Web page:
On August 29, 2023, the U.S. Department of Justice announced that a multinational operation successfully disrupted the QakBot botnet, which infected over 700,000 computers worldwide. The takedown involved actions in the United States, Ukraine, Germany, Netherlands, United Kingdom, Romania, and Latvia, and resulted in the seizure of more than $8.6 million in cryptocurrency profits from the QakBot cybercriminal organization.
The FBI gained access to QakBot infrastructure, identified and redirected botnet traffic through its servers, and instructed infected computers to download an uninstaller. This action prevented QakBot from installing further malware. Law enforcement primarily focused on removing the QakBot malware from victim computers without affecting owner data.
The operation was conducted in close cooperation with Eurojust, a department of the European Union that investigates crimes within member states, and involved significant assistance from various cybercrime and law enforcement agencies across several countries.
What Is QakBot and Why Is This Important?
QakBot (also known as QBot) is a highly popular banking trojan that has existed since at least 2007. The trojan has continuously evolved since its inception and has been frequently upgraded with new capabilities.
Here’s how it works: QakBot allows cybercriminals to gain initial access to targeted networks and delivers other remote-access payloads, which attackers can then use to steal sensitive data, move laterally, or remotely execute code.
QakBot was primarily spread through spam emails, delivering additional malware, including ransomware. Notable ransomware groups like Ryuk, ProLock, Egregor, REvil, MegaCortex, and Black Basta have used QakBot as an initial means of infection, causing significant damage to businesses, healthcare providers, and government agencies.
As of August 2023, QakBot had been predominantly linked to the Black Basta ransomware group, which breached more than 140 organizations in 2023. On March 15, 2023, ReliaQuest discovered a security incident involving Black Basta that began with a QakBot infection for initial access. In this attack, the threat actor established a foothold in only 77 minutes, highlighting the threat posed by QakBot infections and the speed at which they could be deployed.
QakBot’s ever-evolving nature and highly opportunistic targeting of any and all industries posed a persistent and increasingly significant threat to the cyber community. Its disruption will likely have a significant impact on many threat actors, such as Black Basta.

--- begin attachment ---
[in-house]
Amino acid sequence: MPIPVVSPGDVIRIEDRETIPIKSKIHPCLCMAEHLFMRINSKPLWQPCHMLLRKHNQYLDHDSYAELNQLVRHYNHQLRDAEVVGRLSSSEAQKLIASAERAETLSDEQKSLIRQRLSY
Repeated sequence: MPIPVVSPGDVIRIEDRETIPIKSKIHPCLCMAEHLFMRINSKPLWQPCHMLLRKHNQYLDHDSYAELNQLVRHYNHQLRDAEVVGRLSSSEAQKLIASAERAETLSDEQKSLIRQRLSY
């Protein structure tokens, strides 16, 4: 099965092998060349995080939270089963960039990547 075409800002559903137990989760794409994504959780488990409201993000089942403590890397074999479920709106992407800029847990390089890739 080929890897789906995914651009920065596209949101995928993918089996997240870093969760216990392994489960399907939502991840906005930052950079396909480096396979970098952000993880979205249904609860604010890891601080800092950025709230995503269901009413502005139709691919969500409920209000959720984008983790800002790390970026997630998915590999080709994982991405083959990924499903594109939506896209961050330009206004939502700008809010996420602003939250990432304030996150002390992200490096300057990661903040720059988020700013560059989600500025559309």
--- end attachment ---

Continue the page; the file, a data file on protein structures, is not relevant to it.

Resources and Information for QakBot Victims
It’s not immediately clear whether the U.S. Department of Justice will release more specific details about the infrastructure they took down. With this limited information, we can’t speculate on how far-reaching and impactful this takedown was for cybercriminals. However, they did release a key detail: the FBI has successfully rerouted QakBot botnet traffic to servers under their control and instructed infected computers in the United States and elsewhere to download a file created by law enforcement that would effectively uninstall the QakBot malware.
Victims can verify if they have received the uninstaller by checking for the hash value of the QakBot Uninstall file: 7cdee5a583eacf24b1f142413aabb4e556ccf4ef3a4764ad084c1526cc90e117 (SHA-256)
The FBI and Dutch National Police identified compromised account credentials associated with QakBot and provided them to the website “Have I Been Pwned.” Victims can check if their credentials were compromised by visiting the following websites:
- Have I Been Pwned (https://haveibeenpwned.com/)
- Dutch National Police (https://politie.nl/checkyourhack)
Additional information and resources, including those for victims, can be found on the US Department of Justice website. The Department will update this page as more information and resources become available.
Is QakBot Dead?
It’s too soon to tell. We know that from January 1–July 31, 2023, QakBot constituted 30% of all loaders observed by ReliaQuest, and many unique ransomware groups are known to favor QakBot, so it’s hard to say whether it will become completely obsolete.
On the other hand, if this takedown has a serious disruption on their activities, threat actors will likely move onto different initial access malware. Cybercriminals are constantly adapting and will always find another malware to leverage in their campaigns.
The ReliaQuest Threat Research Team will continue to closely monitor the outcome of this situation.
ReliaQuest Strategies for Hardening Against QakBot
With limited information regarding the extent of this takedown’s impact, the ReliaQuest Threat Research Team still recommends adopting a proactive stance against QakBot. We recommend implementing the following hardening recommendations to bolster defenses against these attacks:
- Disable ISO mounting, as this has increasingly become a reliable method for bypassing antivirus or endpoint detection tools.
- Educate staff on recognizing social engineering tactics employed on the web and establish an appropriate channel for reporting suspicious emails or other activities.
- Restrict the use of remote access software, as it is among the most common methods exploited by cybercriminals—notably observed in conjunction with QakBot.